• Personally, I don’t like having anyone in the room with my doctor and myself besides the two of us. It would bother me to have a scribe, as it takes a lot for me to become comfortable with a doc in the first place.

    I also feel the EMR interfere with privacy. It’s probably inevitable that they have come to be, though.

  • I popped on this site expecting to just browse the headlines, but I found myself unable to stop reading your letter.

    Several years ago, I was put on 2mg klonipin. I asked my doctor if the drug had any side effects (he did not mention any himself when he prescribed them) and he said, “it’s addictive,” and shrugged. I have been through withdrawal of over psych meds, including Effexor. Those were pretty excruciating, and not knowing the difference between dependence and addiction I decided to take them. They couldn’t have “worked” for more than two weeks; after that time I just kept obediently taking them.

    I did that for two years. Then I stayed over at a friend’s house for several days. I had run out of klonipin, but I figured since it wasn’t having any effect on me that wouldn’t be a problem.
    The third day, I woke up with a horrendous migraine. Nevertheless, I went to breakfast with my friend. I forced myself to eat, thinking the problem may have been lack of food. Big mistake. I could not stop throwing up. My friend drove me back home; at times, I had to make her stop, because I thought I was going to vomit. Never, not once, have I been this nauseas.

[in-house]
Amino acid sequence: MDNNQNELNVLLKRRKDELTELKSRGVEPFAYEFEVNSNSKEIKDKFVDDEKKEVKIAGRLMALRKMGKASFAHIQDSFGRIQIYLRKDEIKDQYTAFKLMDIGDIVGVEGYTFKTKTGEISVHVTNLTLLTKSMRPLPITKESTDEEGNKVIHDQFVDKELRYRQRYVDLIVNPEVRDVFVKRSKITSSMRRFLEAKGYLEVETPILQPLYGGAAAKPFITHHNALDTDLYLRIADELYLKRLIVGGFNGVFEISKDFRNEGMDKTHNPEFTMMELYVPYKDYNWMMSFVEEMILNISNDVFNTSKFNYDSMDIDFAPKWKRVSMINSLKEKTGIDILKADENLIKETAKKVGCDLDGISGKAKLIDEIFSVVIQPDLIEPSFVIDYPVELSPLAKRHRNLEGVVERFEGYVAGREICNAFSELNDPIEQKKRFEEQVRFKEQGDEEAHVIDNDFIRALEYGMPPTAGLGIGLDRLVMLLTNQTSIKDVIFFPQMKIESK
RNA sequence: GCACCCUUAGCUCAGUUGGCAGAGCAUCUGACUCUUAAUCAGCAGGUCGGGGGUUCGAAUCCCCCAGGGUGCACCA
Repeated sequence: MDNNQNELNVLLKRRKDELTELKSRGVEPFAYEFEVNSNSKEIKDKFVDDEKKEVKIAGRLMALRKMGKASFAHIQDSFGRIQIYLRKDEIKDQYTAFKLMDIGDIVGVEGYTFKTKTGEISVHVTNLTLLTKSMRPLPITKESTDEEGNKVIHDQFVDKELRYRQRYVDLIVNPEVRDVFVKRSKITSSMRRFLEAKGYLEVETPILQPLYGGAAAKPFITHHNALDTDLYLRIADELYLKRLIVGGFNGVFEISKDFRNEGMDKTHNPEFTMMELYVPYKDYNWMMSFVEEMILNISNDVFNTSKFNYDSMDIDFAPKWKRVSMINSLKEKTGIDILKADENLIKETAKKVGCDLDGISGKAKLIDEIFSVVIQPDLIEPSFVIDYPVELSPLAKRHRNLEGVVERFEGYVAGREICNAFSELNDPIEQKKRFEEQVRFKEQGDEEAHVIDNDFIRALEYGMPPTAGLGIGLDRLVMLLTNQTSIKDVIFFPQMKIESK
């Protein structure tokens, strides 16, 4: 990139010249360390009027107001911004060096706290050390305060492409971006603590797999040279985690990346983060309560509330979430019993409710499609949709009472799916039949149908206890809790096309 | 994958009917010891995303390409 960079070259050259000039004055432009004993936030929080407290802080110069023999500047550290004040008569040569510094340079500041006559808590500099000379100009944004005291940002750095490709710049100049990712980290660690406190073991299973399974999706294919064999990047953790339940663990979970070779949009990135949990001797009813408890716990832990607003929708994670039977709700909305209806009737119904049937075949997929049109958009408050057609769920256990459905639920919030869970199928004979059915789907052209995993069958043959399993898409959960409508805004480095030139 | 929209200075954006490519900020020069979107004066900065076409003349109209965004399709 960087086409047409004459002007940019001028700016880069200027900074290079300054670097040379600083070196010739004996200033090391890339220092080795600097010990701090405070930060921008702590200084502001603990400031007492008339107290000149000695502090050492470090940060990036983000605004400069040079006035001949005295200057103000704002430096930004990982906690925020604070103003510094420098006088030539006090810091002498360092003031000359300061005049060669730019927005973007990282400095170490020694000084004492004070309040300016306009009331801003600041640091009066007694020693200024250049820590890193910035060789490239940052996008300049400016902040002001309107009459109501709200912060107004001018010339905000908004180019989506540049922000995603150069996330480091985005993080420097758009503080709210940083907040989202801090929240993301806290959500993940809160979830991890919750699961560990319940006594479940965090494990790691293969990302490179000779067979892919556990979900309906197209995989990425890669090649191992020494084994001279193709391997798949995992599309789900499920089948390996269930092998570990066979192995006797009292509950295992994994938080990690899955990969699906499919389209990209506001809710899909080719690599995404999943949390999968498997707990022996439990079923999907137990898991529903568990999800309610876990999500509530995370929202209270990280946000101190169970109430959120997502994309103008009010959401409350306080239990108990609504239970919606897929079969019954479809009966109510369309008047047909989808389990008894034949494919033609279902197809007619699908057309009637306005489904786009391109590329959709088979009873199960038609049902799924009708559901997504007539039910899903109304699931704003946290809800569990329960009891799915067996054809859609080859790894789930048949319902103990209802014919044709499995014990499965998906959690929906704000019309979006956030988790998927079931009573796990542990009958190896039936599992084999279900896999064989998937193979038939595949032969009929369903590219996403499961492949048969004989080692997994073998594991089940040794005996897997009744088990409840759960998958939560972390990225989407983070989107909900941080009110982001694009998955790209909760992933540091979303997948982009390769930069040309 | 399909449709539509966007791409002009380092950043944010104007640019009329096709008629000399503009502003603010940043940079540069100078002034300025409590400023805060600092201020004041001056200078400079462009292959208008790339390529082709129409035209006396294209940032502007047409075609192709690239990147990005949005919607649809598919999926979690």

By the time I got home, something strange was starting to happen. A feeling of disreality swept over me. I knew I needed to tell my parents, but tell them what?! I felt more and more panicked. Just then, my mom knocked on my door, to let me know she had picked up more klonipin for me. I eagerly took one, thinking maybe it would help with the anxiety.
    About 10 minutes later, I was back to normal.
    That was one of the scariest experiences of my life. I could have died, but my pdoc didn’t bother to warn me about it. When I confronted him, he simply said, “I’m sorry you feel that way.” He probably didn’t want to apologize for fear of seeming to admit he had done something wrong. Nonetheless, I was terribly insulted. If he was worried about a lawsuit, he should think what kind of lawsuit he might have if I had died from medication withdrawal without him bothering to mention a thing to me about what would happen if I stopped taking the drug!